The secret to turning low-cost workshops into high-end clients? About two-thirds of the way through your workshop, offer everyone in the room an opportunity to have a complimentary breakthrough session with you. This is a 30-minute phone consult designed to help you get clear on what they're struggling with, what they want instead and how you can help them achieve their goals through your services.
Want to know exactly what to do and say to conduct a successful breakthrough session? See our article on "Understanding How to Turn Consults Into Clients" in the April 2014 issue of Massage Today.
Social Media and Online Forums
Social media is here to stay, so why not embrace it? Set up a professional online presence in one of the top social media sites like Facebook, Twitter or LinkedIn. And make it a priority to actively contribute to forums and membership sites that your ideal clients are part of.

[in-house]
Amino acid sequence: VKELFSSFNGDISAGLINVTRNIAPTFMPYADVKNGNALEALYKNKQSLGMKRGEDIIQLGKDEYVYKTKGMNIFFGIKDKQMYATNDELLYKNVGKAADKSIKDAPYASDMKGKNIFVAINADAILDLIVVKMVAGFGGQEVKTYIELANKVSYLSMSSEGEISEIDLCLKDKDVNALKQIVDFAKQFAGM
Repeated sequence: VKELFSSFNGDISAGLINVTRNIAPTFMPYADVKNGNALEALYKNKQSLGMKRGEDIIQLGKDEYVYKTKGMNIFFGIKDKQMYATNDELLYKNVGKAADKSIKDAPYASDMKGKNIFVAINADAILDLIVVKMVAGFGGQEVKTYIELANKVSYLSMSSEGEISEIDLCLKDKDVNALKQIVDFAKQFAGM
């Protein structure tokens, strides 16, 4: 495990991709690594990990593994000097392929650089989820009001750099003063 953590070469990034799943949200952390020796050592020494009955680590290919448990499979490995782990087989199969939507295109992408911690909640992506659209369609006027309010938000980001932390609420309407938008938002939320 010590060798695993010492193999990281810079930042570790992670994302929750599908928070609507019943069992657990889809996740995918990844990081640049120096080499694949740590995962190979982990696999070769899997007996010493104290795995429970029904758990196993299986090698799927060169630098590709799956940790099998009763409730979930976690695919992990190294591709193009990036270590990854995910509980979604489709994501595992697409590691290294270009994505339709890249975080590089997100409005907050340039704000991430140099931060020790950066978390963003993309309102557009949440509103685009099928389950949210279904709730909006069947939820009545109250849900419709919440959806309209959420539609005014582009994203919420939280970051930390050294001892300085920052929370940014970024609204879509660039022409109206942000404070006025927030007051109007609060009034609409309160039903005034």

This a great way to establish an expert presence and drive traffic to your website. The only caveat is this: People will only pay attention to your posts if you're sharing value and you're doing it consistently. To get the most out of your online presence and to be of the greatest service, regularly share tips and links to your blog or other useful articles. Then, occasionally sprinkle in special offers that the people in your online community can take advantage of.
Send Out a Survey